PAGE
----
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Who is He and what has he done to our children?

April 6, 2022 • Posted in Blog

  Joyce A. Shelton, Ph.D. Professor of Biology Emerita Trinity International University

Remember He Jiankui? He is the Chinese scientist who used CRISPR technology to edit the CCR5 gene for the HIV receptor in the genomes of human embryos. His goal was to make them HIV resistant. He reported at an international conference in 2018 that two of the edited embryos had resulted in the live births of non-identical twins, Nana and Lulu. There were also reports of a third child born in 2019. His revelations in a public forum provoked moral outrage from the scientific community. Global pressure caused Chinese authorities to suspend ...read more

Life and Choice

January 22, 2022 • Posted in Blog

Janet Liljestrand, M.D., M.A.

In 1862 Louis Pasteur performed the definitive experiment that proved even the smallest organisms, those only seen under the microscope, derived from other like organisms. (1) Life came from life. Fast forward to 1973, and Justice Blackmun, writing for the majority decision in Roe v. Wade stated “We need not resolve the difficult decision of when life begins”. (2) What was the Justice’s definition of life? The human zygote contains all it needs for cellular division–and thus growth–at the union of a living sperm and living egg. How then has its human life not begun? Yes, in ...read more

Parenting in the Midst of the COVID-19 Pandemic

December 27, 2020 • Posted in Blog

Janet Liljestrand, M.D., M.A.*

Rearing children is a time-consuming and emotionally taxing undertaking. The current pandemic has magnified the enormity of this task by disrupting the lives of adults and children alike. What does a parent say and do in the midst of a pandemic that has the added burden of activity restrictions, a 24-hour news cycle, multiple voices on social media, and changing messages from the “experts,” all mixed with a touch of hysteria? The basics of parenting in the midst of a pandemic are much the same as any other stressful time with the possible exception that the stressful ...read more

Statement on the Clinical Use of Human Germline Genome Editing

November 2, 2019 • Posted in Blog
The Tennessee Center for Bioethics & Culture responds to the Public Call for Evidence for the International Commission* on the Clinical Use of Human Germline Genome Editing

 

Given that According to the canons of research on children, experiments are only ethically justified when there are clear benefits to that individual child and proportional burdens to that child. Risks and burdens beyond truly “minimal” to individual children are not justified to benefit other children. To do so is to treat one child as a means to another child’s ends (i.e., to instrumentalize that child).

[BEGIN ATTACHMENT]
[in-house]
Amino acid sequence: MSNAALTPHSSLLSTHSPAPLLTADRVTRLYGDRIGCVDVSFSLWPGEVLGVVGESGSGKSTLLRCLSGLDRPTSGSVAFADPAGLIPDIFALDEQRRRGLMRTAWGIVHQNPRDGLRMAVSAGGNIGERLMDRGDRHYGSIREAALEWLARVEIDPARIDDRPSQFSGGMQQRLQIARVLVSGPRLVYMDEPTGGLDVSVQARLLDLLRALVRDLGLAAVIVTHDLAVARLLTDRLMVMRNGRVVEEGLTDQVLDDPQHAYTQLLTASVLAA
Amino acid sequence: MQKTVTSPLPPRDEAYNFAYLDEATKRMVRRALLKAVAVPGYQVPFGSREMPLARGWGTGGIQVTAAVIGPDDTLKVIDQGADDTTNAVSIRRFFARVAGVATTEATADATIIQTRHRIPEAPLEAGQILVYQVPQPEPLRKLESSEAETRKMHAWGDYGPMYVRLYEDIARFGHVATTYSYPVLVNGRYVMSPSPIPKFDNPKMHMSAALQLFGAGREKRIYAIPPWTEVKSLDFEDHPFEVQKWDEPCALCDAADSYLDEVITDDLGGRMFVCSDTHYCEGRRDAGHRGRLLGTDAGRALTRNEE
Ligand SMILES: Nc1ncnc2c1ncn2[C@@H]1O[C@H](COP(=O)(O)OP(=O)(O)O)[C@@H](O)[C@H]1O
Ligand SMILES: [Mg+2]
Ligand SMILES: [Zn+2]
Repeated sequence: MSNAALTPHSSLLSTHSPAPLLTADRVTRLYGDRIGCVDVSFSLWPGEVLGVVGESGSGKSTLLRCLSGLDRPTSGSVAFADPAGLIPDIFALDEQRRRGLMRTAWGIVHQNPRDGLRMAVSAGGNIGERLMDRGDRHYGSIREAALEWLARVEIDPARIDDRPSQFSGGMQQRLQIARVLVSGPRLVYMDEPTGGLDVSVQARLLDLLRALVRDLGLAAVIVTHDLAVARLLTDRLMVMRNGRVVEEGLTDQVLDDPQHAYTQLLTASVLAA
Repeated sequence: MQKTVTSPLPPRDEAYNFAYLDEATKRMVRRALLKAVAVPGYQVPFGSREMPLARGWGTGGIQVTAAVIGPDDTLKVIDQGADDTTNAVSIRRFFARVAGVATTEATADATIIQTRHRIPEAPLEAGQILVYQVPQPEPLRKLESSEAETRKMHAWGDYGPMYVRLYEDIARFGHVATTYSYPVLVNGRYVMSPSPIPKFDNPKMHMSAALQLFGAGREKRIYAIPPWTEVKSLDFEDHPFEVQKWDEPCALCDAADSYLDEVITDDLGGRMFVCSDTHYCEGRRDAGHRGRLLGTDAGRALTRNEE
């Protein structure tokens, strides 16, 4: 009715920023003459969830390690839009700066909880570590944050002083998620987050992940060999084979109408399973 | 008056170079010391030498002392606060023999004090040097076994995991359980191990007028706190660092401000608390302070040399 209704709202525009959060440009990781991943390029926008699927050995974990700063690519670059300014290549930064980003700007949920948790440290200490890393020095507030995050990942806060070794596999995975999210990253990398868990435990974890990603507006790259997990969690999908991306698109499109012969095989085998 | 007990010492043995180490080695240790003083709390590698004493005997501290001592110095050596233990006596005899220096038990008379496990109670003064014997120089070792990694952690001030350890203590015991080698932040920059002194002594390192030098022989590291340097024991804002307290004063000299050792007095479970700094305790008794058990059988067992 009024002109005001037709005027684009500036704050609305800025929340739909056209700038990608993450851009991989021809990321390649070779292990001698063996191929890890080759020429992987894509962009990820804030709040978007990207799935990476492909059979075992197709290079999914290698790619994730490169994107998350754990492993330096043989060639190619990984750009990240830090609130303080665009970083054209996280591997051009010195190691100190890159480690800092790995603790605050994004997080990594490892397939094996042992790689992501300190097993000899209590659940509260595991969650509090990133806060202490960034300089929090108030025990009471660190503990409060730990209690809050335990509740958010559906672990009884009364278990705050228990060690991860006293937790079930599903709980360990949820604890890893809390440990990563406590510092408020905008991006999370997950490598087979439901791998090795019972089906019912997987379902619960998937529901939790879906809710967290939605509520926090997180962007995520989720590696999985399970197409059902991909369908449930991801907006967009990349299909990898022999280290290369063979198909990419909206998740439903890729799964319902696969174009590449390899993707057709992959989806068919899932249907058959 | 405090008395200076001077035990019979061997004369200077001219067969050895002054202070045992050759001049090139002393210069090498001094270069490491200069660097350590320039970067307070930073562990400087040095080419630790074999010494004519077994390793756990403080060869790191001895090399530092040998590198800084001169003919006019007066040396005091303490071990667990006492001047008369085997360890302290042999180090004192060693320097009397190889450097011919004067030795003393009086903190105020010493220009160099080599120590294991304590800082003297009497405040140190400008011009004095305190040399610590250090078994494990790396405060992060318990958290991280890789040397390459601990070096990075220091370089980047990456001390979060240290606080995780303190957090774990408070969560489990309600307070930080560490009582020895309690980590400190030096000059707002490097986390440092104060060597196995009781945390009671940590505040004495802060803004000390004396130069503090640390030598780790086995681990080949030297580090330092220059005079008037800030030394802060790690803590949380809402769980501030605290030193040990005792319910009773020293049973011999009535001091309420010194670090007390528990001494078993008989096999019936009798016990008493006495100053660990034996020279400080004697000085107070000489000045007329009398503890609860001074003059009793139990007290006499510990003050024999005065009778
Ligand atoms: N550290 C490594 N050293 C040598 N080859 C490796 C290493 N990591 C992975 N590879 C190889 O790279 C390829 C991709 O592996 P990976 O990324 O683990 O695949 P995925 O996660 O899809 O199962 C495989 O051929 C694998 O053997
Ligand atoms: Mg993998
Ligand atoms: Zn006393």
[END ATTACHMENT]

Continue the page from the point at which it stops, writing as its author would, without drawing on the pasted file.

Whereas Human germline genome editing is experimentation on embryonic humans who cannot give consent, ...read more

Life Without Us?

November 2, 2019 • Posted in Blog

By Jane Patton, Guest Columnist

It is not new that some people say that they do not want to bring children into the world. And, as far as the do’s and don’ts of being environmentally responsible, the carbon footprint of a single human being tops the list of avoidable behaviors. One presidential candidate even advocates abortion as a way to combat climate change. So, it may be okay to have one or two children. Any more than that and parents might be called selfish.

But, a growing movement is taking the idea of limiting births to the next level—preventing all births. Who ...read more

Selling the Fantasy of Fertility — NYT Opinion

September 12, 2013 • Posted in Atlas

“Selling the Fantasy of Fertility”

By Miriam Zoll and Pamela Tsigdinos

11 September 2013

Perils of Newborn Screening — Scientific American

July 3, 2012 • Posted in Atlas

Doctors may be testing infants for too many diseases.

By Ariel Bleicher

2 July 2012

http://www.scientificamerican.com/article.cfm?id=perils-of-newborn-screening

The Ovolution of the Three-Parent Embryo

June 17, 2012 • Posted in Blog
By D. Joy Riley, M.D., M.A. Executive Director The Tennessee Center for Bioethics & Culture The United Kingdom presented the rest of the world with Louise Joy Brown in July, 1978, the first test-tube baby.  They convened what became known as the Warnock Committee to advise Parliament regarding the new reproductive technologies:  “what policies and safeguards should be applied, including consideration of the social, ethical, and legal implications of these developments, and to make recommendations.” (Warnock, A Question of Life, 4.)  The Warnock Committee by a slim margin approved a variety of reproductive adventures, including ...read more

Donor treatments for mitochondrial DNA disorders are ethical — Nuffield Council on Bioethics (Press Release)

June 14, 2012 • Posted in Atlas

http://www.phgfoundation.org/news/11991/

Philosophies, as well as Actions, Have Consequences*

March 10, 2012 • Posted in Blog

D. Joy Riley, M.D., M.A.

Executive Director

29 February 2012

It was Horace Mann who said, “Habit is a cable; we weave a thread of it every day, and at last we cannot break it.”  If that habit is of thought, it becomes a philosophy.  Whether that habit is of thought or action, there are attendant consequences.  Let’s consider children in this light.

Whether one thinks that babies are commodities, “not yet persons,” or a heritage, those philosophies have consequences.  Recently, Theresa Erickson came face-to-face with the consequences of viewing babies as commodities (wire tap recordings).  Ms. Erickson, the author of ...read more